Startup Get Satisfaction made a name for itself by moving customer service away from company web sites and onto pages that are created by customers themselves. Now the San Francisco company is expanding its approach beyond the Get Satisfaction site — to Facebook.
Many companies already have Facebook Fan Pages where they can interact with their customers, but Get Satisfaction has partnered with a company called Involver to turn these pages into what it calls Social Engagement Hubs. These improved pages will feature a “support” tab including many of the same features as a Get Satisfaction page, with options to “Ask a Question,” “Share an Idea,” “Report a Problem,” or “Give Praise.”
Co-founder and President Lane Becker told me that one of the big drawbacks of a standard Facebook Fan Page is that it has “no memory,” because the content is lost as soon as it scrolls off the wall. That eliminates one of the big selling points of doing customer service online — companies should be able to address a question once and have their answer reach many people, permanently. Instead, they end up having the same one-on-one conversation over and over again.
So in addition to giving more structure to the page, the Social Engagement Hub stores all the conversations and makes them searchable. When someone types in a problem, the service’s first response is to search for similar problems in the database, so the customer gets a solution more quickly and the company doesn’t have to waste time re-posting the same answer. And these conversations can be shared and searched back on a company’s Get Satisfaction page, making them accessible via Google searches as well (which is where many customer service queries begin).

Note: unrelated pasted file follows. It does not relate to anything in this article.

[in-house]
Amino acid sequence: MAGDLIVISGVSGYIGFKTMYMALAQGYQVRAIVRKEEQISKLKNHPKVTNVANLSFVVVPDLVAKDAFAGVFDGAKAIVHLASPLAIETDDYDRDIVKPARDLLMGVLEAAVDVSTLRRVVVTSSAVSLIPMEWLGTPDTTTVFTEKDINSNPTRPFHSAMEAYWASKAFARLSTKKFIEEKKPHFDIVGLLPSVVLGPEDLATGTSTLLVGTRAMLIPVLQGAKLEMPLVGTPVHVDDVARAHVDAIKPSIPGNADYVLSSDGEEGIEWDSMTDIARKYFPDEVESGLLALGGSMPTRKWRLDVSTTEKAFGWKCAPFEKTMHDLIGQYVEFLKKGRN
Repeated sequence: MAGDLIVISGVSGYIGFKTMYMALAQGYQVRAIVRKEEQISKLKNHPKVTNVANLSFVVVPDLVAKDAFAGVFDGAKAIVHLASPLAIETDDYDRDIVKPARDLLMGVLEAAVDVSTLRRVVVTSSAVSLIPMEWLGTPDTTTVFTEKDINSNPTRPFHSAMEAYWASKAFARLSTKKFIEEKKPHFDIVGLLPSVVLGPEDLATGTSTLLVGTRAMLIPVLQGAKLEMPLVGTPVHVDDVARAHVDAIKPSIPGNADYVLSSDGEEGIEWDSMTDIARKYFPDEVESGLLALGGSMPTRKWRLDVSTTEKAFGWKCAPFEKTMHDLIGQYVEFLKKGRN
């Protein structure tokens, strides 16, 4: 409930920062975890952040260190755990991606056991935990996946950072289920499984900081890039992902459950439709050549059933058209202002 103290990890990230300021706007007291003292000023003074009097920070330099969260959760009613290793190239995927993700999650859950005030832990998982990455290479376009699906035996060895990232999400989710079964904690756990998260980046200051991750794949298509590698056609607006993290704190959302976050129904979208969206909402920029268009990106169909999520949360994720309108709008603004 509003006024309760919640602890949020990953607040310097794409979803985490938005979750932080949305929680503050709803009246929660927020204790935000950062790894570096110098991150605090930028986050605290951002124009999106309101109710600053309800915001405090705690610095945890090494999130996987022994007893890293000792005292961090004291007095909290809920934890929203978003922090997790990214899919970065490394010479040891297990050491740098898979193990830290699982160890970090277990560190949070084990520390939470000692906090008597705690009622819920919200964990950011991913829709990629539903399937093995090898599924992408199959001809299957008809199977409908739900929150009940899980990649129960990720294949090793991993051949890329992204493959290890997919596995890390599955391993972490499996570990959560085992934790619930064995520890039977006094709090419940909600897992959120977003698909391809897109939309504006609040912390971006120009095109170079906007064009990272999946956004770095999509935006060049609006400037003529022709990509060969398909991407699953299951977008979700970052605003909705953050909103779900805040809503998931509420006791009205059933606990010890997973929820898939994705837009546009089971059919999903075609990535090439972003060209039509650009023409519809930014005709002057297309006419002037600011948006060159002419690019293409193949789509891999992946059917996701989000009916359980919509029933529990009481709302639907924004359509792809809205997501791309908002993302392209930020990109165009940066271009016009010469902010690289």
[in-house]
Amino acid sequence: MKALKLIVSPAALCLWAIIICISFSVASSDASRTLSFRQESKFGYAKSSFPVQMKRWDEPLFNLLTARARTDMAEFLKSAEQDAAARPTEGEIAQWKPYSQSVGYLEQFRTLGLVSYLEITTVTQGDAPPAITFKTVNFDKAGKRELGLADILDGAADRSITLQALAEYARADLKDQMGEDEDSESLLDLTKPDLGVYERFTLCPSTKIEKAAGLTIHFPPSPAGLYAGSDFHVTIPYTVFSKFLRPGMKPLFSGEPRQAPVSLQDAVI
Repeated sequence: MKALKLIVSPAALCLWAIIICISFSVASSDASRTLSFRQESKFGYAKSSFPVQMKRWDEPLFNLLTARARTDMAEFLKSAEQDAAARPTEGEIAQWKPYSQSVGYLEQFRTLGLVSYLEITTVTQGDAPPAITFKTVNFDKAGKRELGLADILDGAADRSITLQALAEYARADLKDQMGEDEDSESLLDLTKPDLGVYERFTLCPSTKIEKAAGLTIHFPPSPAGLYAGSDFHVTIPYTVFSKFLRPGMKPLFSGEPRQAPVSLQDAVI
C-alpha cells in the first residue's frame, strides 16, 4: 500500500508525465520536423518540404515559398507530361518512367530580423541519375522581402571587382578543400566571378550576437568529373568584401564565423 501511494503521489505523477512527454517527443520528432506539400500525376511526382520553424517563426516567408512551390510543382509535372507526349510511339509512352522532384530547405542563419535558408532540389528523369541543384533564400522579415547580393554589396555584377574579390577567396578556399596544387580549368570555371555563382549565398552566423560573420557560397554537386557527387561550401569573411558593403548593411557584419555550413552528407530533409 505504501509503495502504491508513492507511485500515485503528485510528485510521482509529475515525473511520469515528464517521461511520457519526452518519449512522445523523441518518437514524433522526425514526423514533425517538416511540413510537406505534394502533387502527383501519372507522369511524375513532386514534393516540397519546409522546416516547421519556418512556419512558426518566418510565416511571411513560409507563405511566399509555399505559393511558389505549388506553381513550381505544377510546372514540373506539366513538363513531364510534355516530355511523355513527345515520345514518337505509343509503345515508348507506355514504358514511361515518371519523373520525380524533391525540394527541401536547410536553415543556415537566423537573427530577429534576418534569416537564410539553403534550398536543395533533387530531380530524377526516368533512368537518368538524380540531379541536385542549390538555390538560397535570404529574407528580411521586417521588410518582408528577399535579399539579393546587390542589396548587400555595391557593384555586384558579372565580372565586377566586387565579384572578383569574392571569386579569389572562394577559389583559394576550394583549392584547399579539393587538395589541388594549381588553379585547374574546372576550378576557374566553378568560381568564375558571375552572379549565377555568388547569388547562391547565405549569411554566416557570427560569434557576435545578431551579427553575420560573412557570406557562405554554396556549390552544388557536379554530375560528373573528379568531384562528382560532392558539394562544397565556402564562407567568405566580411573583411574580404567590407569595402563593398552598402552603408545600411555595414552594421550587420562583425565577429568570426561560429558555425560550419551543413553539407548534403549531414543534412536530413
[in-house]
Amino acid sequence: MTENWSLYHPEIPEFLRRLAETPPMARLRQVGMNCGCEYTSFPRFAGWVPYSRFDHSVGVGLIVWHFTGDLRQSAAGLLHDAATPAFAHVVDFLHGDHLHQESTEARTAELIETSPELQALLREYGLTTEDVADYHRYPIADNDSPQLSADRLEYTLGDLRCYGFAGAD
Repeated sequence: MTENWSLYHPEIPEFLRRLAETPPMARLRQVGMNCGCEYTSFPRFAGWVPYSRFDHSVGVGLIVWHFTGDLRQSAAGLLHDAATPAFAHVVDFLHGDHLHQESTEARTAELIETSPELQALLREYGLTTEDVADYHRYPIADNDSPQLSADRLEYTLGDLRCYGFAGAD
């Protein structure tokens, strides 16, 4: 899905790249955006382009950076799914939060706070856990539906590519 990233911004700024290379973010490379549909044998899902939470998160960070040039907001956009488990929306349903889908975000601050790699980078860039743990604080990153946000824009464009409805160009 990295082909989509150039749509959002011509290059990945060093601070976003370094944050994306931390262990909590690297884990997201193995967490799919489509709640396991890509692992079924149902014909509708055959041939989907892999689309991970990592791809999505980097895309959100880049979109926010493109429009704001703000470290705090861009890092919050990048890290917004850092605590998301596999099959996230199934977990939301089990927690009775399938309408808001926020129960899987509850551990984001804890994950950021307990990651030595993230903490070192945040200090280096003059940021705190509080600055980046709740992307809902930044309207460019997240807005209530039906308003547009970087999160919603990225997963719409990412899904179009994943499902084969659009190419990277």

Becker added that this should help make Get Satisfaction a viable option for small businesses, because customizing and managing a Get Satisfaction page still requires a little technical know-how, while a Facebook Fan Page should just work intuitively. The Social Engagement Hub is primarily designed for big brands, but Get Satisfaction plans to roll out a simpler version for small businesses in the next few months.
During my conversation with Becker, it also became clear that Get Satisfaction has become very focused on selling itself to companies — which makes sense from a business perspective, but seems like a change from its early credo of letting customers take control of customer service conversations. But that philosophy is still part of the company, Becker said. After all, the new features are a way to bring better customer support to a site where customers are having relevant discussions already.
Get Satisfaction has raised a total of $4.8 million.
(Disclosure: The company’s co-founder and chief technology officer, Thor Muller, used to be an advisor to VentureBeat, but he’s no longer active with us.)
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